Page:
The plea deal of Hunter Biden has been put on hold following the expression of concerns by a judge on Wednesday regarding the proposed plea agreement and a related pretrial diversion program.
While lawyers provided details about the deal during the court session, the actual documents have not been made available on the court’s official record. However, Politico has obtained access to these documents and is disclosing their contents.
According to the proposed plea agreement and diversion arrangement, Biden would admit guilt to two misdemeanor tax charges. Additionally, he would avoid facing penalties for a felony gun charge, provided he maintains a clean record for two years.
The United States prosecutors recommended probation for Hunter Biden under certain guidelines agreed upon in court. These provisions included abstaining from alcohol and illicit drugs and seeking employment. The document in full is available below.
In its Exhibit, the plea deal reviews the discrepancies between Hunter Biden’s foreign-based and domestic income and the taxes he paid. It lists for 2017, for example, the $1 million he made from a company he formed “with the CEO of a Chinese building conglomerate,” the $666,666 he made domestically, the $664,000 from a Chinese infrastructure investment company, the $500,000 in director’s fees from a Ukrainian energy company, the $70,000 from a Romanian business, and $48,000 from the multi-national law firm.
The Exhibit proceeds to show how Hunter Biden was able to pay his taxes despite his “profligate spending,” since in 2018, he “continued to earn handsomely and spend wildly.”
“Biden, however, paid nothing,” the document adds.
The Exhibit then shows that an unnamed “third party” in 2021 paid for Hunter Biden’s owed back taxes of $45,661 for 2016, plus interest and penalties. The same third party then paid for his back taxes of $197,372 for 2019, plus interest and penalties.
The planned plea agreement for Hunter Biden encountered significant hurdles on Wednesday during a lengthy federal court hearing. Lawyers involved in the case disagreed on the deal’s scope, and U.S. District Judge Maryellen Noreika expressed reservations about the terms.
Right from the outset of the hearing, Judge Noreika displayed significant doubts about the deal, which granted Hunter Biden a broad and lasting immunity from prosecution. She questioned prosecutor Leo Wise about any prior instances where such a deal had been proposed, and he acknowledged that there was no precedent for it.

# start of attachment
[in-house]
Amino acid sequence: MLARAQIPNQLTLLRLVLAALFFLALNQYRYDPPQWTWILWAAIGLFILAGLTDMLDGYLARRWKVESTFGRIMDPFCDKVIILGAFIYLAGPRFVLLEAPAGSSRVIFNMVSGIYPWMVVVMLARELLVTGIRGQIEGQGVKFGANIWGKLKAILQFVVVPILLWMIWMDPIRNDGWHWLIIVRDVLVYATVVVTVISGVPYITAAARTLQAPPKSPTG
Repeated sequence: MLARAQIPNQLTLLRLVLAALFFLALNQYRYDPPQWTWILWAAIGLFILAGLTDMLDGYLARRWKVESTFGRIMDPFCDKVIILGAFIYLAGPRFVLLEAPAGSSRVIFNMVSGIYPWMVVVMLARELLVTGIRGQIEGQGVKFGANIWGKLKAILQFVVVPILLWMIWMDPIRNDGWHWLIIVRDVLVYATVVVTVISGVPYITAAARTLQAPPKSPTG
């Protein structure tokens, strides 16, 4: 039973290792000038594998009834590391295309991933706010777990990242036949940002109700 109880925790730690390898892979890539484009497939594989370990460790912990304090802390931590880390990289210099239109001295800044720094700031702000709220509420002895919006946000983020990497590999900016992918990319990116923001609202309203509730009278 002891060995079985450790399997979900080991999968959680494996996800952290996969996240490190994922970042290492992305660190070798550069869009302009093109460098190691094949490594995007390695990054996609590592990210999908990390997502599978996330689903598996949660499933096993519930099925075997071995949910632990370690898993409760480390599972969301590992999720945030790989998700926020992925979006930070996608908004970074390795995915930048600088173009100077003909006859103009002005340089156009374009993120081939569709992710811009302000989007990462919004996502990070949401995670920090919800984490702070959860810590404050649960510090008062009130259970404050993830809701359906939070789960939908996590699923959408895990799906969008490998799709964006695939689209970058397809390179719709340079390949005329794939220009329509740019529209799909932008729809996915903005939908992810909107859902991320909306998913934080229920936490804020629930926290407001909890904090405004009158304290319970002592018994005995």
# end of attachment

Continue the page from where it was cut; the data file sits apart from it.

Another area of concern for the judge was a provision in the diversion agreement that prevented prosecutors from bringing additional charges against Biden for certain offenses, unless she found evidence of a violation of the agreement.
Following Judge Noreika’s inquiry about the possibility of the government bringing a charge related to the Foreign Agents Registration Act, attorney Wise affirmed that it was indeed possible. This moment marked the beginning of the breakdown of the initial plea deal, as defense attorney Chris Clark stated that his team would not be in agreement with such a charge.
“As far as I’m concerned, the plea agreement is null and void,” Clark said.
However, Judge Noreika’s decision on Wednesday doesn’t necessarily mean the deal is entirely abandoned. Instead, both parties will need to address the specific concerns raised by the judge regarding certain aspects of the agreement.
If approved, this component of the deal would enable Hunter Biden to evade imprisonment for the gun charge if he maintains sobriety for two years and stays clear of any further legal violations.
Another noteworthy aspect is that Hunter Biden would have the opportunity to change his initial “not guilty” pleas to guilty ones on the tax charges if Judge Noreika ultimately approves the deal. Consequently, the U.S. Attorney’s office, led by David Weiss, would then defer prosecution on the felony gun charge.